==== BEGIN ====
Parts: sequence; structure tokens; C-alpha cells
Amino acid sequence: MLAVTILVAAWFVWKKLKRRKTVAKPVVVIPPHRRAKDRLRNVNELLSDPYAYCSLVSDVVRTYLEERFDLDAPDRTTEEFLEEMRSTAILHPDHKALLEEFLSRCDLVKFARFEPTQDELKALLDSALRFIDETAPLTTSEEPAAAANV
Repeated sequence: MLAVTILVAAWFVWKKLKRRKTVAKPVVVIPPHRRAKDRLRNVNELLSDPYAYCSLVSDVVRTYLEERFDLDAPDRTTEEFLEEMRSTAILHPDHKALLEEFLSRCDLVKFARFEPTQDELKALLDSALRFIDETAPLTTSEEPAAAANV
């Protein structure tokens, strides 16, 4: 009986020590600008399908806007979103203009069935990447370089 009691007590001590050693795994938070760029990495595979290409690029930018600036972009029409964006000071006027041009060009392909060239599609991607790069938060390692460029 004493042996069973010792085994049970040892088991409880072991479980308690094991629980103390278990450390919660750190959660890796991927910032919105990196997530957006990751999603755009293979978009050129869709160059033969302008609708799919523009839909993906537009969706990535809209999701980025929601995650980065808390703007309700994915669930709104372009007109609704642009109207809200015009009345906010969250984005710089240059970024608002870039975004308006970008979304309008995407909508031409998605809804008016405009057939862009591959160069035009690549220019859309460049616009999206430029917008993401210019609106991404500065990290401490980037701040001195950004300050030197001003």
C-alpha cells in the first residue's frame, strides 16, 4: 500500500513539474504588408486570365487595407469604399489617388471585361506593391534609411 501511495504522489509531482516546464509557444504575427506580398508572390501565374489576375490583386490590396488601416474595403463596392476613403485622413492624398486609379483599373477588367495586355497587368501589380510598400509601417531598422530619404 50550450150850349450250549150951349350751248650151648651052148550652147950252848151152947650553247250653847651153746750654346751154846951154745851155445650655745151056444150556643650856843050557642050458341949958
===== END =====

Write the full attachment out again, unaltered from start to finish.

Parts: sequence; structure tokens; C-alpha cells
Amino acid sequence: MLAVTILVAAWFVWKKLKRRKTVAKPVVVIPPHRRAKDRLRNVNELLSDPYAYCSLVSDVVRTYLEERFDLDAPDRTTEEFLEEMRSTAILHPDHKALLEEFLSRCDLVKFARFEPTQDELKALLDSALRFIDETAPLTTSEEPAAAANV
Repeated sequence: MLAVTILVAAWFVWKKLKRRKTVAKPVVVIPPHRRAKDRLRNVNELLSDPYAYCSLVSDVVRTYLEERFDLDAPDRTTEEFLEEMRSTAILHPDHKALLEEFLSRCDLVKFARFEPTQDELKALLDSALRFIDETAPLTTSEEPAAAANV
């Protein structure tokens, strides 16, 4: 009986020590600008399908806007979103203009069935990447370089 009691007590001590050693795994938070760029990495595979290409690029930018600036972009029409964006000071006027041009060009392909060239599609991607790069938060390692460029 004493042996069973010792085994049970040892088991409880072991479980308690094991629980103390278990450390919660750190959660890796991927910032919105990196997530957006990751999603755009293979978009050129869709160059033969302008609708799919523009839909993906537009969706990535809209999701980025929601995650980065808390703007309700994915669930709104372009007109609704642009109207809200015009009345906010969250984005710089240059970024608002870039975004308006970008979304309008995407909508031409998605809804008016405009057939862009591959160069035009690549220019859309460049616009999206430029917008993401210019609106991404500065990290401490980037701040001195950004300050030197001003």
C-alpha cells in the first residue's frame, strides 16, 4: 500500500513539474504588408486570365487595407469604399489617388471585361506593391534609411 501511495504522489509531482516546464509557444504575427506580398508572390501565374489576375490583386490590396488601416474595403463596392476613403485622413492624398486609379483599373477588367495586355497587368501589380510598400509601417531598422530619404 50550450150850349450250549150951349350751248650151648651052148550652147950252848151152947650553247250653847651153746750654346751154846951154745851155445650655745151056444150556643650856843050557642050458341949958